How to Make a Romanian Blouse with Ioana Corduneanu
The best way to understand the Iconic Romanian Blouse is to make one yourself. Before you begin you must clear your mind of all notions of western tailoring. The shirt originates in a time before scissors and complex pattern drafting and uses the body and clever sewing techniques to achieve a comfortable fit on all body types. It was worn throughout the Carpathian mountains in what is today Austria, Czech Republic, Poland, Hungary, Slovakia, Ukraine, Serbia and Romania. This construction is based on of no-waste geometric cutting, entirely handmade. Use the width of the fabric and your body as your guide, with the spine as a centre point. If your bust is less than 100 cm then take out the additional panels for the back. If you choose to make a long tunic rather than a shirt, make the chest and back sections longer. Remember that the seams are emphasised rather than hidden and are an opportunity to show off decorative faggoting stitch.
1 Select a sturdy open weave linen, this should drape nicely, but be of a weight suitable for counted thread embroider.
2 To begin cut a strip 20cm from the end that will become the two underarm gussets and a sample strip for testing out stitches. To do this, remove a thread from the open weave and cut between the remaining threads. Finish the gussets pieces by adding a hem around all four sides. set aside for later.
3 Cut the two shoulder pieces hem.
4 Work the embroidery on these pieces together as a mirror image leaving a space in between to cut later. Design your embroidery motif on graph paper and then count the threads find the middle of your shoulder and calculate how many motifs will fit comfortably into your shoulders and work from the centre out in rows. This piece will eventually be joined to your sleeve with a delicate faggoting stitch.
5 Cut out the sleeves. Allow an additional 15 cm as the fabric will shrink slightly after the first wash and the smocking technique further reduce the length of the sleeves. When gathering the sleeves at the cuff, work six rows of running stitch counting the threads as you go, these must be perfectly consistent and an even number as you will tie them together at the end. It is best to prepare the stitching for the smocking before the shirt is assembled.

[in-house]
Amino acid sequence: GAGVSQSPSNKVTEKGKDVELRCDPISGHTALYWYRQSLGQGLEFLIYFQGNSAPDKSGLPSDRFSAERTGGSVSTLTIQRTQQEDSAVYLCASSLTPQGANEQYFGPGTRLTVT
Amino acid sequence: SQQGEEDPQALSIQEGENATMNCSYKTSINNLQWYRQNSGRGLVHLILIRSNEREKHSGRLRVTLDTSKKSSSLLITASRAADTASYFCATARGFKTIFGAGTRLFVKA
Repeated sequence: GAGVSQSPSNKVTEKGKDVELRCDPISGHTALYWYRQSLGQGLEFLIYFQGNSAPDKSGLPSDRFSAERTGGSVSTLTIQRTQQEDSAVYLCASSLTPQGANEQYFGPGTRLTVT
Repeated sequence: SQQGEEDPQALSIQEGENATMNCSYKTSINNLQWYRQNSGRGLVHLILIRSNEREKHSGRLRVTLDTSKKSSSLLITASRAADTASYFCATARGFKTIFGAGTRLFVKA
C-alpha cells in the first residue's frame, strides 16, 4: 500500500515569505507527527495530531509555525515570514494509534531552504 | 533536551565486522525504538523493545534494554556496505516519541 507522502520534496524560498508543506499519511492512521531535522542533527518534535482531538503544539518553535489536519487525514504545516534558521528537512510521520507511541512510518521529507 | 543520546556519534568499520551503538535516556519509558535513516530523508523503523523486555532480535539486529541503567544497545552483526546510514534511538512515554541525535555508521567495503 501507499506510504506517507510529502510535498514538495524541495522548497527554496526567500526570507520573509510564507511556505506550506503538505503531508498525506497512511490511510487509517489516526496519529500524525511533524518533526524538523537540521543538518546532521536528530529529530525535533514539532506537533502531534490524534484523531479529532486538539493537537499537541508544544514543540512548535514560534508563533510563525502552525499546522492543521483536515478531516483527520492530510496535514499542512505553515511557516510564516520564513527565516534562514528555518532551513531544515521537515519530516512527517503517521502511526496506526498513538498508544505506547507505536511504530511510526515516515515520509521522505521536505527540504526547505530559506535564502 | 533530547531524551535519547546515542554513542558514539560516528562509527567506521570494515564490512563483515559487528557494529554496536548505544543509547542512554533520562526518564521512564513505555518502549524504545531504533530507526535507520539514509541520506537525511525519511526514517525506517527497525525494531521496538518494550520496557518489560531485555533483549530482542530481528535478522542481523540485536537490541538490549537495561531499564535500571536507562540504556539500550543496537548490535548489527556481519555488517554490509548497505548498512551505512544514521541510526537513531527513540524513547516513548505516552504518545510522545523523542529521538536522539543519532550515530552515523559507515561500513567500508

6 Cut out the Back and front sections.
7 To stitch the pieces of your shirt together, start by cutting the shoulder section in half. Stitch the shoulder pieces to the sleeves using a faggoting stitch. Make sure they are perfectly aligned and symmetrical. Stitch the back pieces starting with the upper edge and working towards the hem. Stitch the front pieces start from the bottom and work up to about 20 cm from the collar.
8 Join the shoulder pieces to the chest pieces followed by the upper edge of the sleeve A1 A2 and A3 should form Collinear points. Join the opposite side so the shoulder can be secured at the back.
9 Join two sides of the gusset to two sides of the sleeve and the other two sides one to the front and one to be back. Repeat on other sleeve.
10 Turn the sleeves inside out. Knot one end of the smocking stitching and gather. Make sure your fist fits through with an extra 2-3 cm. Work three rows of cable stitch to secure smocking.
11 Gather up the smocking around the neck so it fits inside the length of the collar we have embroidered. It is best to do the smocking piece by piece, tight in the back and looser in the front and around the shoulders. Once you are happy with this attach the collar with tiny neat dense stitches. Start at the back and finish with binding the collar to the back of the shirt. ••• Ioana Corduneanu
Free downloadable instructions are available